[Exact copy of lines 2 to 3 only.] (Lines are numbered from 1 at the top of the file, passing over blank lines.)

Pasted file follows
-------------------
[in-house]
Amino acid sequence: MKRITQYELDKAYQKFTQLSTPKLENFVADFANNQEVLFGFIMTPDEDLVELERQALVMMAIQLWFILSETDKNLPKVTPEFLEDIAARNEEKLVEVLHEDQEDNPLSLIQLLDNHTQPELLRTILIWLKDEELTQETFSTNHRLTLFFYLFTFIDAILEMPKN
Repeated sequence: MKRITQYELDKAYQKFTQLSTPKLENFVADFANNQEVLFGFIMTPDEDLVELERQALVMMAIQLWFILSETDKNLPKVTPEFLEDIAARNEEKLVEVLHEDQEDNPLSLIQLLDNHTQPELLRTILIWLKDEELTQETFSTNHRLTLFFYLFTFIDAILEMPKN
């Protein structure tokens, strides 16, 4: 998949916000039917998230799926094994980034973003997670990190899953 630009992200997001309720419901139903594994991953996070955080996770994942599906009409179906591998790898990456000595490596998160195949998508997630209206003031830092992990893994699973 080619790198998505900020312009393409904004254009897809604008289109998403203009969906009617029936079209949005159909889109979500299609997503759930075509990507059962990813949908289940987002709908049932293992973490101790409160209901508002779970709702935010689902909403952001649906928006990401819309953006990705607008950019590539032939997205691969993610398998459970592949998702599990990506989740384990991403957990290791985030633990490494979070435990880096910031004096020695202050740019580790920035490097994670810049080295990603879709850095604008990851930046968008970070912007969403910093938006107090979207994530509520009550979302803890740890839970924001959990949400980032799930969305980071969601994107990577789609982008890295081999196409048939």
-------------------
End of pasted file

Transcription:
Amino acid sequence: MKRITQYELDKAYQKFTQLSTPKLENFVADFANNQEVLFGFIMTPDEDLVELERQALVMMAIQLWFILSETDKNLPKVTPEFLEDIAARNEEKLVEVLHEDQEDNPLSLIQLLDNHTQPELLRTILIWLKDEELTQETFSTNHRLTLFFYLFTFIDAILEMPKN
Repeated sequence: MKRITQYELDKAYQKFTQLSTPKLENFVADFANNQEVLFGFIMTPDEDLVELERQALVMMAIQLWFILSETDKNLPKVTPEFLEDIAARNEEKLVEVLHEDQEDNPLSLIQLLDNHTQPELLRTILIWLKDEELTQETFSTNHRLTLFFYLFTFIDAILEMPKN